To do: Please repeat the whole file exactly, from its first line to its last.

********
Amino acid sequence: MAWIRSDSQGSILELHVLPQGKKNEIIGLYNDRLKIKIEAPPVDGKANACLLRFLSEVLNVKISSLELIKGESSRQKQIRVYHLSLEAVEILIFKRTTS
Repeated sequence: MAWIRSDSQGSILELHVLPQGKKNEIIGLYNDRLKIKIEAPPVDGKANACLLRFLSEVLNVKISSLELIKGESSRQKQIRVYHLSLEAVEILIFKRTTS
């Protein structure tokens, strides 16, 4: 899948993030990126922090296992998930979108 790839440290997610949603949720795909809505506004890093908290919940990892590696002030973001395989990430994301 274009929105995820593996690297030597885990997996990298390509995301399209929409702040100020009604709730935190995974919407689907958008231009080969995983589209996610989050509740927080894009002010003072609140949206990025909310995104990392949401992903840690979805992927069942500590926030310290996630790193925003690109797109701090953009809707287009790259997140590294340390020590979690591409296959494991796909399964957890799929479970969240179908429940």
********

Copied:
Amino acid sequence: MAWIRSDSQGSILELHVLPQGKKNEIIGLYNDRLKIKIEAPPVDGKANACLLRFLSEVLNVKISSLELIKGESSRQKQIRVYHLSLEAVEILIFKRTTS
Repeated sequence: MAWIRSDSQGSILELHVLPQGKKNEIIGLYNDRLKIKIEAPPVDGKANACLLRFLSEVLNVKISSLELIKGESSRQKQIRVYHLSLEAVEILIFKRTTS
């Protein structure tokens, strides 16, 4: 899948993030990126922090296992998930979108 790839440290997610949603949720795909809505506004890093908290919940990892590696002030973001395989990430994301 274009929105995820593996690297030597885990997996990298390509995301399209929409702040100020009604709730935190995974919407689907958008231009080969995983589209996610989050509740927080894009002010003072609140949206990025909310995104990392949401992903840690979805992927069942500590926030310290996630790193925003690109797109701090953009809707287009790259997140590294340390020590979690591409296959494991796909399964957890799929479970969240179908429940």